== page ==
Thompson cancelled his inaugural banquet due to prevailing distress in the borough. And he was presumably a driving force behind another smaller municipal housing scheme off Red Lion Street in central Richmond. Artichoke Alley was cleared. In its place, completed in 1909, arose Victoria Place – an attractive red-brick and rendered tenement development, housing 100. (8)
William Thompson died suddenly, aged just 51, in May 1914. His funeral was attended by Liberal ministers Lloyd George and John Burns and Labour MP Keir Hardie. But workingmen took first place in the funeral cortege. His life – a ‘life of service’ – was memorialised by the local newspaper as: (9)
the story of an unselfish soul which strove for the good of others; of a life shortened by often desperate work for the well-being of his fellow men…Our workmen’s dwellings, the garden city of Ruislip, houses for workers all over the country, and even abroad, stand as a memorial to his energy and devotion to the cause of others.
(1) Borough of Richmond Council minutes: William Thompson, ‘Memorandum on the Housing of the Working Classes’, October 17 1892
(2) William Thompson, The Housing Handbook (1903) and Borough of Richmond Council minutes, Health Committee Report to Council, 13 December 1892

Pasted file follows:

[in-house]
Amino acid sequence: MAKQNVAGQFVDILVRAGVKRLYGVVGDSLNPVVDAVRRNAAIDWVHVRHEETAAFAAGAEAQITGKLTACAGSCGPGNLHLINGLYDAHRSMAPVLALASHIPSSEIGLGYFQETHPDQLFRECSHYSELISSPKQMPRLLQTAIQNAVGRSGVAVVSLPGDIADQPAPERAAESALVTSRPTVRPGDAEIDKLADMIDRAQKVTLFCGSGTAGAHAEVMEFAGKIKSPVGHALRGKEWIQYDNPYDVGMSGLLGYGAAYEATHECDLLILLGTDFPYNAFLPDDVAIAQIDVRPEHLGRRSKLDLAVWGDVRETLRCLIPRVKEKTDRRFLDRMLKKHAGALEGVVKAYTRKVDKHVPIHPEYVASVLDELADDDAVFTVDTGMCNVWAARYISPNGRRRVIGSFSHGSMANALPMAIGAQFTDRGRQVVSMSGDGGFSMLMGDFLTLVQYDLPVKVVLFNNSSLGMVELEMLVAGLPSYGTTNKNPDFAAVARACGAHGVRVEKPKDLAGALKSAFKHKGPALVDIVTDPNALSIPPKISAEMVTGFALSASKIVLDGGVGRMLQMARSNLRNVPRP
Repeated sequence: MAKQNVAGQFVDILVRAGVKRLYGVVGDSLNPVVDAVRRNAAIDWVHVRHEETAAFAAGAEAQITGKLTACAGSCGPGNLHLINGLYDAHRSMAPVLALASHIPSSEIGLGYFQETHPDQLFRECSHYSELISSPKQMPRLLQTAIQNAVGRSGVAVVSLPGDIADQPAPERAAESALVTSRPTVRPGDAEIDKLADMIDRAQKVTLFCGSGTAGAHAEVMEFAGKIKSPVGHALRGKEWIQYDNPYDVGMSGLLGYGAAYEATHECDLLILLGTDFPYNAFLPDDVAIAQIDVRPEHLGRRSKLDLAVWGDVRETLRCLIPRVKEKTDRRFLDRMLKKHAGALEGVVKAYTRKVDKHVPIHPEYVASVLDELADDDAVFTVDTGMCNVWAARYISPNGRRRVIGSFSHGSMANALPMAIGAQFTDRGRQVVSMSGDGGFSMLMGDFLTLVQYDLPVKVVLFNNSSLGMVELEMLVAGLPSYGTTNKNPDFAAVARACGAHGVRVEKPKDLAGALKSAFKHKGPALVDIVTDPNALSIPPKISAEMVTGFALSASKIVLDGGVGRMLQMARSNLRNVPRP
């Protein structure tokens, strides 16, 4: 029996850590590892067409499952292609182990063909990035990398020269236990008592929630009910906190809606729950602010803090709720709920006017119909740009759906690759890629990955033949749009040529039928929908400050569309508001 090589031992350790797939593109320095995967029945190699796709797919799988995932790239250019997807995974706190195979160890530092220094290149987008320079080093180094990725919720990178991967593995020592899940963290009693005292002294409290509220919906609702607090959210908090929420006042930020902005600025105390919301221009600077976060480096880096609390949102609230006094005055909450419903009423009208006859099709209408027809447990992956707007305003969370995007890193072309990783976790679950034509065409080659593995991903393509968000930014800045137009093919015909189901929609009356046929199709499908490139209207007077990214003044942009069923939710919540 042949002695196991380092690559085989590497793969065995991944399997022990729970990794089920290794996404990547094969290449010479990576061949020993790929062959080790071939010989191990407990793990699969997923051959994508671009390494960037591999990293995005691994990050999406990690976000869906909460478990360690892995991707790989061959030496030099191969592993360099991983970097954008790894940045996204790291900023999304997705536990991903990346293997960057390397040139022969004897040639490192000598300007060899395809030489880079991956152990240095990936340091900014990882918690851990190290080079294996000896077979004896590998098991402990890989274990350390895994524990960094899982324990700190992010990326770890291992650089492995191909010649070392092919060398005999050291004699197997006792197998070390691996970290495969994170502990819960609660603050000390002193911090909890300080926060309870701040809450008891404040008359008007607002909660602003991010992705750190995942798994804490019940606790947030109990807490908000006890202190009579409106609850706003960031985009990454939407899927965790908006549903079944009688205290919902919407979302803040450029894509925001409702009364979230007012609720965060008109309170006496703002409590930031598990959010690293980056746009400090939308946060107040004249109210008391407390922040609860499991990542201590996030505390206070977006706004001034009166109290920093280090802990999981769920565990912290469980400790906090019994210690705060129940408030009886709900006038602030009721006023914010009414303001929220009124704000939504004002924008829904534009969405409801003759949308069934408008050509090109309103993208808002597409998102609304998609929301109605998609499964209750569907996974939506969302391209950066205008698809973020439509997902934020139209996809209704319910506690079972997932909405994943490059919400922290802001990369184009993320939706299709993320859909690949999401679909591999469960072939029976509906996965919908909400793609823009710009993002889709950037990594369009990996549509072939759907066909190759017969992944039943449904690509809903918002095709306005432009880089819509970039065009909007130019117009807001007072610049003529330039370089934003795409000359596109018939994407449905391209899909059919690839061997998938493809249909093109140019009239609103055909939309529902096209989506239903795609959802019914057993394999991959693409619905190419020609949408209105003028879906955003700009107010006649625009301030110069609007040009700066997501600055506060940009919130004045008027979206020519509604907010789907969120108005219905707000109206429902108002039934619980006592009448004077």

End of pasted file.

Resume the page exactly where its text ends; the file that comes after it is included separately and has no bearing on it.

(3) ‘Death of People’s Champion’, Thames Valley Times, 20 May 1914
(4) Borough of Richmond Council minutes: William Thompson, ‘Draft Scheme’, October 17 1892
(5) This detail and the quoted detail which follows are taken from Thompson, The Housing Handbook
(6) Fabian Tract No. 76, Houses for the People (Third edition, 1900)
(7) Apart from The Housing Handbook (1903), Thompson published Housing of the Working Classes (1899), Housing Up-To-Date (1907), Municipal Housing in England and Wales (1910) and What County Councils Can Do for the People (1910)
(8) The best summary record of Thompson’s life and politics is provided in George F Bartle, ‘William Thompson and “the Richmond Experiment”’, Richmond History, the Journal of the Richmond History Society, no 17, 1996
(9) Roberta Turner, ‘The Story of Council Housing in Richmond’, Richmond History, no 31, 2010
(10) ‘A Life of Service’, Richmond and Twickenham Times, 23 May 1914
My thanks to the helpful staff at the Richmond Local Studies Collection for their assistance in accessing some of the sources listed above.
Early photographs and illustrations are taken from Thompson, The Housing Handbook.